Penguins are perhaps best known as flightless birds whose feathers help them “fly” through Antarctic waters. But penguins lost their ability to fly and instead became streamlined swimmers about 60 million years ago, long before the Antarctic ice sheet formed – and researchers have now uncovered how that happened.
A new study of penguin fossils and the genomes of current and recently extinct penguins identified an array of genetic adaptations made by birds to live an aquatic lifestyle; From vision that is sensitive to blue tones under water, to genes related to blood oxygenation, and even to changes in bone density. Together, the findings suggest that penguins as a group adapted to survive some of the severe environmental changes that unfolded over millions of years.
The oldest penguin fossils date back 62 million years, said study co-author Daniel Kesepka, a paleontologist at the Bruce Museum in Greenwich, Connecticut. By that time, penguins were already flightless, although they looked very different from modern penguins. They had longer legs and beaks, and their wings were still more feathered than those of the flipper, Kesepka told Live Science.
“These early ones are probably evolving from a puffin-like animal that can still fly in the air,” Kesepka said. (This flying ancestor has not yet been discovered in the fossil record, so it is not known exactly when penguins lost their airborne abilities.)
Over time, evolution created “an inspiring troupe of interesting penguin characters,” Kesepka said, ranging from penguins with long spear-like bills to red-winged penguins to birds that are one or two larger than today’s largest penguin species. feet tall, the emperor, who measures approximately 3 feet 7 inches (1.1 m) tall.
In the study, researchers evaluated fossil evidence from the genomes of all living penguins, as well as partial genomes for those that went extinct in the past few hundred years. The findings suggest that penguins originated near New Zealand some 60 million years ago, spread to South America and Antarctica, and then returned to New Zealand. Kesepka said that most species alive today diverged from each other over the past 2 million years. During that period, Earth went through cycles of glacial and interglacial periods in which polar ice expanded and retreated. Moving ice pushed penguins north, perhaps cutting off some populations from each other and enabling them to take their own evolutionary paths for about 100,000 years. By the time the ice retreated, individual penguins had evolved into different species.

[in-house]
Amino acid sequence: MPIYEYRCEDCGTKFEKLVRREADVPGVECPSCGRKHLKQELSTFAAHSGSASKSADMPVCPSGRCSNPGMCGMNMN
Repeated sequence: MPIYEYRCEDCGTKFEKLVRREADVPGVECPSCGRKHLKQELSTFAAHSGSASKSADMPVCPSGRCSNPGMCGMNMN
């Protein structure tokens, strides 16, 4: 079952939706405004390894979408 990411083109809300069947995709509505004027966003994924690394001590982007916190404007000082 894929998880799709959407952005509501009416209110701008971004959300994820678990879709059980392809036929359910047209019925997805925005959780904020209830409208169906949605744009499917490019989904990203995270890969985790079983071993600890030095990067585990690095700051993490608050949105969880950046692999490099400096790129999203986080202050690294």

“It doesn’t affect all species equally, but it’s almost as if someone is turning the crank to create more penguin species,” Kesepka said.
Despite all the changes, penguins have the slowest growth rate of change of all birds, researchers reported July 19 in the journal nature communication (opens in new tab), It was surprising and remains unclear, Kesepka said. Larger animals and animals that reproduce relatively slowly, as do penguins, tend to have slower growth rates, he said. However, some birds that are larger than penguins develop more quickly than penguins. Other types of birds that reproduce at the same rate as penguins also tend to evolve more quickly, so more work is needed to understand why penguins are so slow to evolve, Kesepka said.
While the evolution of penguins may have been comparatively slow, it has provided them with many adaptations for life in and around the ocean. They share a suite of genes with other flightless birds that probably shortened their wings, and they also have unique genes that turn many of the muscles in the feathers of penguin ancestors into tendons, which are part of penguin wings. harden and make them look like flippers. The researchers also found mutations in genes associated with calcium storage, which may contribute to the dense bones that help penguins dive.
Evolution has also produced many other changes, such as genes associated with fat storage and temperature regulation. An interesting finding was that penguins lost several genes early in their evolution that were associated with digesting the exoskeleton of crustaceans. This suggests that early penguins had a diet centered around prey such as fish and squid, Kesepka said. But the expansion of ice sheets created an Antarctic ecosystem that was rich in krill, which are tiny crustaceans. Fortunately, the researchers found, the penguins had one gene left — the CHIA gene — that enabled them to still digest crustaceans.
“If that last one had come off, they might have been hard to digest. [krill]Kasepka said.
Kesepka warned that about 75% of all penguin species are extinct, and that climate change could be further extinguished. This is especially true for species with distinct lifestyles, such as the emperor penguin (Aptenodytes forsteri) that breed entirely on sea ice. If sea ice melts, Kesepka said, emperor penguin Mayu The struggle to find a breeding site, At the other end of the spectrum, little penguins living in the rocky Galapagos Islands live so far from other lands that they have nowhere to run if their equatorial habitat gets too hot.
“We certainly think that these animals are vulnerable to environmental change, and in many cases they are already considered endangered,” Kesepka said. “In other cases they may become more vulnerable over the next few decades.”
Originally published on Live Science.